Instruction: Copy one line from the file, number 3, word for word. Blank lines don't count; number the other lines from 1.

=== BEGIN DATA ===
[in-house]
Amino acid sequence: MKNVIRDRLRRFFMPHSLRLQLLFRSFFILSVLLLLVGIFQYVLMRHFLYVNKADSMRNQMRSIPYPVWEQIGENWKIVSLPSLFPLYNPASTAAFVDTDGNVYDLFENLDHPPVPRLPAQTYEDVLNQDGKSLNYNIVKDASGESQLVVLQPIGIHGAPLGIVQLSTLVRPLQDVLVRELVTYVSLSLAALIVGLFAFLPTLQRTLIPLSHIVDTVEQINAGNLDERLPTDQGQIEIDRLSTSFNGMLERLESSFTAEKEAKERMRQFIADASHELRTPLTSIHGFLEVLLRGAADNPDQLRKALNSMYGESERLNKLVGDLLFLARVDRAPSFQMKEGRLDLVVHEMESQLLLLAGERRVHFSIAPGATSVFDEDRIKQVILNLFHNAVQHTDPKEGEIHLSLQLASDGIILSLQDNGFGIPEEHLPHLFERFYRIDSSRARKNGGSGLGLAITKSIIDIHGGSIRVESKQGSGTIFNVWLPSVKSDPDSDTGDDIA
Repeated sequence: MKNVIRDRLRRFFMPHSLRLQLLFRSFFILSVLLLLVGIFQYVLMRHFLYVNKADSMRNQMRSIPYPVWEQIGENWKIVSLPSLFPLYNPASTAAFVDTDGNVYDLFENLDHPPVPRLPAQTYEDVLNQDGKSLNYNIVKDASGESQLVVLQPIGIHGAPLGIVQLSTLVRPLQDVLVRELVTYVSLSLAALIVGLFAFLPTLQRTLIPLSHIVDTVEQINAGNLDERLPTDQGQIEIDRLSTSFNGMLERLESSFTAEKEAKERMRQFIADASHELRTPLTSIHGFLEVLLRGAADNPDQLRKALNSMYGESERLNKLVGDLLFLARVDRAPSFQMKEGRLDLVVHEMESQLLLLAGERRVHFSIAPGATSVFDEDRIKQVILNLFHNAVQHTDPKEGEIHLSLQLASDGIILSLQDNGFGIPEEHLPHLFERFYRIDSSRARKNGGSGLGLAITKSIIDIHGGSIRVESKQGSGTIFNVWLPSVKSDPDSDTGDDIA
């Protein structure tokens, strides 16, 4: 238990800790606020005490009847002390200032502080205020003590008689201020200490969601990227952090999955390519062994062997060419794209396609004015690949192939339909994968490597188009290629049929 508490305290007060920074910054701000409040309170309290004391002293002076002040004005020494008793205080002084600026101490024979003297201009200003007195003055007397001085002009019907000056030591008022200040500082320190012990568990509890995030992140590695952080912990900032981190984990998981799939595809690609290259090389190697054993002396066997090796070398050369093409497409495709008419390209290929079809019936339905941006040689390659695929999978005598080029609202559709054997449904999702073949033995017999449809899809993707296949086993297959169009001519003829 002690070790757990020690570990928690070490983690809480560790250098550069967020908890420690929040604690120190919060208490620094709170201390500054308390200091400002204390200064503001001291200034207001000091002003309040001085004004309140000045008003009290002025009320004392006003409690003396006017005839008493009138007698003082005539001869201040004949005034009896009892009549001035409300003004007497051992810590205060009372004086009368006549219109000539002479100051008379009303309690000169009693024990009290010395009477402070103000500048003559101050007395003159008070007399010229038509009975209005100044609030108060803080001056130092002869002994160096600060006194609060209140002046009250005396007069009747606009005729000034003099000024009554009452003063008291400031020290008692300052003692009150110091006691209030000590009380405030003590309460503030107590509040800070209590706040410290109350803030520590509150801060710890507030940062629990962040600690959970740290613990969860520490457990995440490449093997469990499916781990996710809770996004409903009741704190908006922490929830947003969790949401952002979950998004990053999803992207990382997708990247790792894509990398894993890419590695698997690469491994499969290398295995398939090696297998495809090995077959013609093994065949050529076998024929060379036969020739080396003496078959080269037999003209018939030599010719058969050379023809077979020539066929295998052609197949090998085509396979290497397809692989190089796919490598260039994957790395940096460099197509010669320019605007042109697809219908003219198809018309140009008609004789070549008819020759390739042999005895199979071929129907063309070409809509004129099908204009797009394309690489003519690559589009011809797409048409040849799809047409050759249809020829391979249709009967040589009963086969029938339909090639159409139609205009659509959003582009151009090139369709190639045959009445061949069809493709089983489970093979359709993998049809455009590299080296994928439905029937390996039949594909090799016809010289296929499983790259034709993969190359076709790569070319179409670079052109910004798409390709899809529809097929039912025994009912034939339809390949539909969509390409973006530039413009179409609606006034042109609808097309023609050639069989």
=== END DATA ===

Repeated sequence: MKNVIRDRLRRFFMPHSLRLQLLFRSFFILSVLLLLVGIFQYVLMRHFLYVNKADSMRNQMRSIPYPVWEQIGENWKIVSLPSLFPLYNPASTAAFVDTDGNVYDLFENLDHPPVPRLPAQTYEDVLNQDGKSLNYNIVKDASGESQLVVLQPIGIHGAPLGIVQLSTLVRPLQDVLVRELVTYVSLSLAALIVGLFAFLPTLQRTLIPLSHIVDTVEQINAGNLDERLPTDQGQIEIDRLSTSFNGMLERLESSFTAEKEAKERMRQFIADASHELRTPLTSIHGFLEVLLRGAADNPDQLRKALNSMYGESERLNKLVGDLLFLARVDRAPSFQMKEGRLDLVVHEMESQLLLLAGERRVHFSIAPGATSVFDEDRIKQVILNLFHNAVQHTDPKEGEIHLSLQLASDGIILSLQDNGFGIPEEHLPHLFERFYRIDSSRARKNGGSGLGLAITKSIIDIHGGSIRVESKQGSGTIFNVWLPSVKSDPDSDTGDDIA